FILMS… Loving Sam Shepard’s Scenes in Baby Boom (1987)



One from a flock of films from Sam Shepard…


A wee post on the lovely Sam Shepard who starred as a dishy doctor (of sorts) in Baby Boom.


Baby Boom 1987 extended TV trailer, robatsea2009


As I took a wee break from the blog, I was upset to learn that an actor I’d discussed recently had passed away. The film was The Notebook and the actor was Sam Shepard. His presence in this Nicolas Sparks written film reminded me of his more memorable parts such as Steel Magnolias (1989) and The Right Stuff (1983).

As my review of The Notebook indicated, this by the numbers romantic film was not my thing. This was despite the presence of these much-loved actors (and Rachel McAdams). However looking back at Shepard’s career, there were many more Realweegiemidget friendly films on the watched and on the to watch pile. However, my favourite of his movies was (and always will be) Diane Keaton’s romantic love interest in Baby Boom (1987).

In Baby Boom (1987), Shepard appears in the latter part of the movie. I reviewed this film earlier in relation to the villain of the piece, played by the 80s favourite douchebag in the movies, James Spader. Spader appears in the first part of the movie and toward the end and more on his part can be found HERE.

So to sum up the film, Diane Keaton stars as J.C. Wiatt, a yuppie career woman of the 1980s respected for her tough lady attitude and business prowess and nicknamed the Tiger Lady. She is bequeathed her cousin’s six-month baby girl and Wiatt tries to balance her career and her new motherhood. Losing her then-boyfriend Steven (Harold Ramis) and job in the process, she then decides to move to Vermont with the baby in tow, buying a new house.

In Vermont, she’s a fish out of the water and we meet Sam Shepard’s character, the rakishly handsome, Jeff Cooper. The pair meet after she collapses from exhaustion and a nervous breakdown caused by her domestic situation (her house has many structural faults) and the subsequent financial concerns. She also has just started a new business making apple sauce for babies, inspired by an abundance of fruit from her orchard.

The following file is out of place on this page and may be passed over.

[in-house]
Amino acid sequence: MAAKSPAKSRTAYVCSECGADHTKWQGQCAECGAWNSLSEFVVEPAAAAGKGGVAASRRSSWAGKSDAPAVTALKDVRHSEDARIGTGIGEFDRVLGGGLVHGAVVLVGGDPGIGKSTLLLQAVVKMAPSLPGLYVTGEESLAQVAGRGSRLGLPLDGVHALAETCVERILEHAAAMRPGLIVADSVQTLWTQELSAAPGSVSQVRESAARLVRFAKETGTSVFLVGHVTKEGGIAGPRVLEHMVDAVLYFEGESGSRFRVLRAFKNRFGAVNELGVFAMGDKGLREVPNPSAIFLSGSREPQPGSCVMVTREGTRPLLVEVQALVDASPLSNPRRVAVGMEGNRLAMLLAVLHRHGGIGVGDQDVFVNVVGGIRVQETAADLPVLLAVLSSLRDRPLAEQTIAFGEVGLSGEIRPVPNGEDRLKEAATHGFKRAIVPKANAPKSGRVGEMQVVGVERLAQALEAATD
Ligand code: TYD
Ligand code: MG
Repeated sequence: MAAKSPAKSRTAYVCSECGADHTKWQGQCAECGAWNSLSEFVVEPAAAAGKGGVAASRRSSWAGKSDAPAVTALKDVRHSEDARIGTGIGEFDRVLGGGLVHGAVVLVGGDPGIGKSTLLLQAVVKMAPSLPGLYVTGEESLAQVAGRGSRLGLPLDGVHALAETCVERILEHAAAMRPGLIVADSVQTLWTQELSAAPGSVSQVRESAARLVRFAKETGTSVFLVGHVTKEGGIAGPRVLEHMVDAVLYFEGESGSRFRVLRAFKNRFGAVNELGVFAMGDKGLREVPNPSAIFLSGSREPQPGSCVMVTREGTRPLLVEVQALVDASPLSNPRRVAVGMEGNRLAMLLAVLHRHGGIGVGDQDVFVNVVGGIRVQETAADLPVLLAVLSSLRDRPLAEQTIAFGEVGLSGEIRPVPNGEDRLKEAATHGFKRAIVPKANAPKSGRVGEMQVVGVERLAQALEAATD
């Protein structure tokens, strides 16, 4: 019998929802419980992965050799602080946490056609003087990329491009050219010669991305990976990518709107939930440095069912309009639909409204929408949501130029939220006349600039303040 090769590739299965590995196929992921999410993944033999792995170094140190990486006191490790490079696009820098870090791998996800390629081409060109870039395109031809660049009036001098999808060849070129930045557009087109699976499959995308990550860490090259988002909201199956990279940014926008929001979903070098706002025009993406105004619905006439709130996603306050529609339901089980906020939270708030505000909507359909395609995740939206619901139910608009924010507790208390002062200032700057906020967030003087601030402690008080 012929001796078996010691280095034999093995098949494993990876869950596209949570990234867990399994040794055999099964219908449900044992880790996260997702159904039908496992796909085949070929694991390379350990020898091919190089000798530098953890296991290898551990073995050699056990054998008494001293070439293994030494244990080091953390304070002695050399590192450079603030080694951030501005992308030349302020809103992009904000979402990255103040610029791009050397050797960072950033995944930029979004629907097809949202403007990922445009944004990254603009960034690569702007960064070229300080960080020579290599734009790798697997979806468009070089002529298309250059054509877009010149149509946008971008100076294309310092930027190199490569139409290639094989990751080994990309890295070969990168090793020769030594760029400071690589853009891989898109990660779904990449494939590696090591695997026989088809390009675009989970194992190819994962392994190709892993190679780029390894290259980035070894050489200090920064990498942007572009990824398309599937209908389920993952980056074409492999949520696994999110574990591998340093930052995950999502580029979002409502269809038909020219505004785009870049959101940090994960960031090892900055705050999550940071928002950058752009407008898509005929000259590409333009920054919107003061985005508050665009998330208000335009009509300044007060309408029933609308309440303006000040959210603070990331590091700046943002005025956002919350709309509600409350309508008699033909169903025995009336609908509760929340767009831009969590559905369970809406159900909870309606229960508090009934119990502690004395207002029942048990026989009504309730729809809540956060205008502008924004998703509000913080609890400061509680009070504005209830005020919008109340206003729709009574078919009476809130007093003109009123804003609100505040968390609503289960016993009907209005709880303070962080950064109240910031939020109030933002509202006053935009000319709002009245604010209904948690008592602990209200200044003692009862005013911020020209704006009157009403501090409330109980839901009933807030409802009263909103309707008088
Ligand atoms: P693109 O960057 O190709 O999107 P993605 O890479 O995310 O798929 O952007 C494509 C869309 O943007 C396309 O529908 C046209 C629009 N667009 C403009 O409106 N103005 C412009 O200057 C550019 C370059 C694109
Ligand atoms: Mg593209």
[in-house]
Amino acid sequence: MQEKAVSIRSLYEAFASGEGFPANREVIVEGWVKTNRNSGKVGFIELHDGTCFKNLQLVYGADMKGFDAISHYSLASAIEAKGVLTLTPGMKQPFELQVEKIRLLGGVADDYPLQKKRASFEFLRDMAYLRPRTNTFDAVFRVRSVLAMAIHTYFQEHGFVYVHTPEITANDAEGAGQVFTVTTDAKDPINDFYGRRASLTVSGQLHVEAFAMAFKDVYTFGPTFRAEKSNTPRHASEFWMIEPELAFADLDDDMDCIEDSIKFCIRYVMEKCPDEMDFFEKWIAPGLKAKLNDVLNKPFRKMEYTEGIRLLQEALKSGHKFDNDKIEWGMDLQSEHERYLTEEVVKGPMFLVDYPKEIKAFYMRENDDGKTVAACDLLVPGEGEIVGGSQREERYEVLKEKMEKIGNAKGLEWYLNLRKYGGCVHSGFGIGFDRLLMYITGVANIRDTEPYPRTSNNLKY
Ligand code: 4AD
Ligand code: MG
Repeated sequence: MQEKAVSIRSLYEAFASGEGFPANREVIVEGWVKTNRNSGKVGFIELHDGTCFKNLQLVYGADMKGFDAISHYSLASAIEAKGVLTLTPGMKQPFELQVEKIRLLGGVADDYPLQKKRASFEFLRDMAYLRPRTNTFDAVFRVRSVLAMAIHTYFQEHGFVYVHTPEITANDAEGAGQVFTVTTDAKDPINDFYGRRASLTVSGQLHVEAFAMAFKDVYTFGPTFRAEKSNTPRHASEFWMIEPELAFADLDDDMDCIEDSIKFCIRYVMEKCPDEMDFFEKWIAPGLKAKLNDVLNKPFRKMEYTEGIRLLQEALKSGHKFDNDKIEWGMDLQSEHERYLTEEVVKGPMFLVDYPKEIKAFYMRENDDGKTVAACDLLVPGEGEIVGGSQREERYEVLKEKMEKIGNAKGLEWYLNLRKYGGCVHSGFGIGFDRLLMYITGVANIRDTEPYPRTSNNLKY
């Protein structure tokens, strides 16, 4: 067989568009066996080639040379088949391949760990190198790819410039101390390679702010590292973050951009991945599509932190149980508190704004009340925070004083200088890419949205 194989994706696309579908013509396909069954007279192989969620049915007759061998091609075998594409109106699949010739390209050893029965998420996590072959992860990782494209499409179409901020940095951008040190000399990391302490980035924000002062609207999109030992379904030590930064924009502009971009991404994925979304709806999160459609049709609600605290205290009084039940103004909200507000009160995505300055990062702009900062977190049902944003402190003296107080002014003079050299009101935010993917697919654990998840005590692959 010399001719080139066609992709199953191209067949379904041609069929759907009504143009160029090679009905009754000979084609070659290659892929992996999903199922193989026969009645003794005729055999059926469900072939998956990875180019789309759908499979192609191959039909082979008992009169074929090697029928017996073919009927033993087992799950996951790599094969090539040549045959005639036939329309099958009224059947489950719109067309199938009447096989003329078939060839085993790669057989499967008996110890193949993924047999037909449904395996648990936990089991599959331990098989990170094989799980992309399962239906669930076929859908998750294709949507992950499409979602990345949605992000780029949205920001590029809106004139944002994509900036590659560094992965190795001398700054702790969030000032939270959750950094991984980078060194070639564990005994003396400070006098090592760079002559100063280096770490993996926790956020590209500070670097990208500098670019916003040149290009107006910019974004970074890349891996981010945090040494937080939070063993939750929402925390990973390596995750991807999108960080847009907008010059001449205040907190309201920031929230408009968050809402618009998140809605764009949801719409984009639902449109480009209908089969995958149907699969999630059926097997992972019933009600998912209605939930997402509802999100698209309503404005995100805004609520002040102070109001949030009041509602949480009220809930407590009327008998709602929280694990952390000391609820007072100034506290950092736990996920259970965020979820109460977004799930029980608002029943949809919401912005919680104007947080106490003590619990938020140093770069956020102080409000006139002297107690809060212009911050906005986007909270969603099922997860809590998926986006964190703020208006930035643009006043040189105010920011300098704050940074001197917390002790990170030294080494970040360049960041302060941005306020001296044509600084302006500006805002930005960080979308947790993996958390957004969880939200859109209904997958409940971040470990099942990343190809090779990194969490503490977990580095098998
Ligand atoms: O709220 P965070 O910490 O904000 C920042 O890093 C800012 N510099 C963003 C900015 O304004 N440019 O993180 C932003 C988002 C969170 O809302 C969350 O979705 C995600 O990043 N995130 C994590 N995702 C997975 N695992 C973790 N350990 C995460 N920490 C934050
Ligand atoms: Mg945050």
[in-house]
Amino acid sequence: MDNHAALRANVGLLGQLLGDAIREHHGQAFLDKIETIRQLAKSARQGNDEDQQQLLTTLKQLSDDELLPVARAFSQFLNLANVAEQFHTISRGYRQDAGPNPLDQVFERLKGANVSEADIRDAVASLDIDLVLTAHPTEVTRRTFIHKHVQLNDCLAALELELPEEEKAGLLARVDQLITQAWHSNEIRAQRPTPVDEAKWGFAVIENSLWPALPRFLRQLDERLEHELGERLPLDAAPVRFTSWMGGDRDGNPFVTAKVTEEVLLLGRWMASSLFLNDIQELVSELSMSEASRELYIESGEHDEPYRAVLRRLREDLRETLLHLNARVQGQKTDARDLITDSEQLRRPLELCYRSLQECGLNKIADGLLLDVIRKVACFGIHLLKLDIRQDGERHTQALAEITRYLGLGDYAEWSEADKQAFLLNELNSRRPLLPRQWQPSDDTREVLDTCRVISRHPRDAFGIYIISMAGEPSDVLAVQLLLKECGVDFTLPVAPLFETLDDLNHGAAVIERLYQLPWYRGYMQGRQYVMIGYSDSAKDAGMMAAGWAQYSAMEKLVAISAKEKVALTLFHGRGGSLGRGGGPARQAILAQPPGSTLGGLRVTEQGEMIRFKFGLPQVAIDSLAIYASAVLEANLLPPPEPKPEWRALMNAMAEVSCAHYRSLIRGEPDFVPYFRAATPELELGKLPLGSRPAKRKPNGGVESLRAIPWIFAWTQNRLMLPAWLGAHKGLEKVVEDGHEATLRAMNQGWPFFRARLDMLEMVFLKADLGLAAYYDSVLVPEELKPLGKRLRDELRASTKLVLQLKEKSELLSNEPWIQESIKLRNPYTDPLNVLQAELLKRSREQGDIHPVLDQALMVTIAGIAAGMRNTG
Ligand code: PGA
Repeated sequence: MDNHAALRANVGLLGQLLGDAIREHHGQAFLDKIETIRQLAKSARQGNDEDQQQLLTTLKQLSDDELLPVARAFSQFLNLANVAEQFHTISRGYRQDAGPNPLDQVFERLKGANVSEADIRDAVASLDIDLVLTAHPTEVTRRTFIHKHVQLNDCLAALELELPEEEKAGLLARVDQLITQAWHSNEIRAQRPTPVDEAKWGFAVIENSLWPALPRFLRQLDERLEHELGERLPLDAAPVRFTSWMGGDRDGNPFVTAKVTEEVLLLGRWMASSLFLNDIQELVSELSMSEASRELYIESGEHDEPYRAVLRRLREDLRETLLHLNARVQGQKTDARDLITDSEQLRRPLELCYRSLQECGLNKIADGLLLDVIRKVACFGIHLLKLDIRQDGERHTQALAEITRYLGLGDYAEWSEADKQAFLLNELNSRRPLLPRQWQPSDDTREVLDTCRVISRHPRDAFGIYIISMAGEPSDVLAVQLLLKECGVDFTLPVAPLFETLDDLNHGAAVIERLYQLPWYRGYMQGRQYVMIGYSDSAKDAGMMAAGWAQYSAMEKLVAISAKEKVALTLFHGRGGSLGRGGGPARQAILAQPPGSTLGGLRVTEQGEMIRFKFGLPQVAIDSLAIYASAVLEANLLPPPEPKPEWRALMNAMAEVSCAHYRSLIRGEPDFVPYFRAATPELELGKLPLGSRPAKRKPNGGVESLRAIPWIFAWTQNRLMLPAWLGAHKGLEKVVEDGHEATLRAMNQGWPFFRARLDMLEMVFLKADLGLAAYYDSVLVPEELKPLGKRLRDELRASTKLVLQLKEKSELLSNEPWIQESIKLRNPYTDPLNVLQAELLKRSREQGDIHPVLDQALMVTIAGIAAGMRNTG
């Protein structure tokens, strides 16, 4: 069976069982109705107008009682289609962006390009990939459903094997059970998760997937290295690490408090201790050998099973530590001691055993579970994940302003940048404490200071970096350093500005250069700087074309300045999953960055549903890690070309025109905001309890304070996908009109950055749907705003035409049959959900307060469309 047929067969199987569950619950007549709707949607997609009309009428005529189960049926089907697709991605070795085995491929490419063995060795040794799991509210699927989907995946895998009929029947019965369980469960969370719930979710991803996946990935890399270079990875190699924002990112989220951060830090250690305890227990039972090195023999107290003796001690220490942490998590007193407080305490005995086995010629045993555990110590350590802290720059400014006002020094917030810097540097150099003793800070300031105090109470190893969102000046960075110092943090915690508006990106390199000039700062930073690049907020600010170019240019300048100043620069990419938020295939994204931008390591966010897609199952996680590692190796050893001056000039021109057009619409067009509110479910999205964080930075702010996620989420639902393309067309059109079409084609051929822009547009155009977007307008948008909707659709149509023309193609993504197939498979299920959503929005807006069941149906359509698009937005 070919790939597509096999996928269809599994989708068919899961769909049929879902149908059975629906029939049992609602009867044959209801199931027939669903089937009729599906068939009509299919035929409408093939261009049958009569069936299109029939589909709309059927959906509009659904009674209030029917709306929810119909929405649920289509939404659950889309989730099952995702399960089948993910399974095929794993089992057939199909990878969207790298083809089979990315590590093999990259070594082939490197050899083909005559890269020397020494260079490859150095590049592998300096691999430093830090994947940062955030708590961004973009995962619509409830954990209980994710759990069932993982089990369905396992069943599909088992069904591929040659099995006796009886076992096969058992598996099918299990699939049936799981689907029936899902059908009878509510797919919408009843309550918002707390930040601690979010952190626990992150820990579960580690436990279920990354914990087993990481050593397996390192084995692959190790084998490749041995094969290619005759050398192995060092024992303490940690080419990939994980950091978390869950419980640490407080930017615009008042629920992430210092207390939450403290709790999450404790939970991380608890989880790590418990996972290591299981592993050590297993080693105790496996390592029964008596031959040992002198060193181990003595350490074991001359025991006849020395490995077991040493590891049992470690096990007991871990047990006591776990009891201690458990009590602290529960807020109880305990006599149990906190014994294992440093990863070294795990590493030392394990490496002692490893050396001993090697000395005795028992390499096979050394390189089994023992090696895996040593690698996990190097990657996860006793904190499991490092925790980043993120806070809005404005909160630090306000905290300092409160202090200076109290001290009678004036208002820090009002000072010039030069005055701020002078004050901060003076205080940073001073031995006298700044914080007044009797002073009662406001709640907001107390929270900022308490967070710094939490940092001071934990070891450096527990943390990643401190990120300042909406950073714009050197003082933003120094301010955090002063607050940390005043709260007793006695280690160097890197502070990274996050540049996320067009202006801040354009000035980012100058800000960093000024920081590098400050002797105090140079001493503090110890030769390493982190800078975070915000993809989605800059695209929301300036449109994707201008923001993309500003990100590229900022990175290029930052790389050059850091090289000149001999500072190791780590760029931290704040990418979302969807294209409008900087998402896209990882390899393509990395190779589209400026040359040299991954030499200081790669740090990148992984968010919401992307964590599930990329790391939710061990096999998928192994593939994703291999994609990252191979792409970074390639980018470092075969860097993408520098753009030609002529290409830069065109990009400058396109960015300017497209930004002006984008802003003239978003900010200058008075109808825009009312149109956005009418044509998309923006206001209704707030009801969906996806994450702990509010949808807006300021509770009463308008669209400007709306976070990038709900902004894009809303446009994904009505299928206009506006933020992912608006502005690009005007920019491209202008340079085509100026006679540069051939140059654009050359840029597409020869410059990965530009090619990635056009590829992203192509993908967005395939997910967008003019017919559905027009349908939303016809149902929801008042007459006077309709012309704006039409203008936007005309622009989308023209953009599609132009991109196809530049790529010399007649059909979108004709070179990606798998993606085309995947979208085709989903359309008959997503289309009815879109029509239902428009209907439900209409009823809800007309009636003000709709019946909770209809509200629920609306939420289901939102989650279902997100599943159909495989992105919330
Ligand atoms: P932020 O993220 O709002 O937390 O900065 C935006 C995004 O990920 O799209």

After collapsing, Wiatt wakes up at what she assumes is the doctor. After regaling her story to him, it’s revealed his next patient has arrived. And in a wee twist, it’s revealed that Cooper’s a vet to her absolute mortification and horror. Later her car breaks down with him as her knight in shining armour. His easy charm easily steals the scene from the harassed Keaton.

Here he kisses her so passionately she feels it in her boots. However, luckily he’s the understanding sort and after remeeting and joking about it at a local dance the pair dance… And the pair start a relationship.. and if you don’t want spoilers don’t read on.

She is then reoffered her old job and this scene leaves us in fear of an eventual break-up of their budding romance. However, after a passionate speech at her old work, she returns to her daughter, new life, business and love in Vermont to my and her old colleagues sobbing.

Shepard was just lovely in this movie as Wiatt’s love interest. He plays his character, Cooper, as a quietly passionate man. His comic chemistry is obvious with Keaton in their all too few scenes together. He was to repeat this chemistry in that great female ensemble movie Steel Magnolias with Sally Field, Daryl Hannah, Shirley MacLaine and Olympia Dukakis. Here he also played a supporting role as husband to a strong female supporting lead, Dolly Parton who plays Truvy and runs the local beauty salon.

This story focuses on Sally Field’s M’Lynn Eatenton who finds out her daughter Shelby (Julia Roberts) is dying leading to tissues galore, but with the amazing cast, it has many comic moments as well as dramatic too. His character Spud jones was an unemployed labourer in this movie, which also has some great supporting actors for the women. These include Tom Skerritt and Dylan McDermott.

Back to Baby Boom where his Cooper character was obviously the heartthrob and must catch the man of the town. Shepard’s comic moments were wonderfully executed and delivered. His chemistry with Keaton after her initial misgivings is apparent in all their scenes and you almost root his character on to kiss her at times.

When he first kisses her, it is with one of those movie kisses that you never forget and possibly one of the most romantic on film. Shepard proved in only a few scenes that he was also a good comic actor and his more dramatic roles in Frances (1982) and as also seen in The Pledge (2001). And you could say he proved he was The Right Stuff for a wide range of genres in his subsequent career after this.



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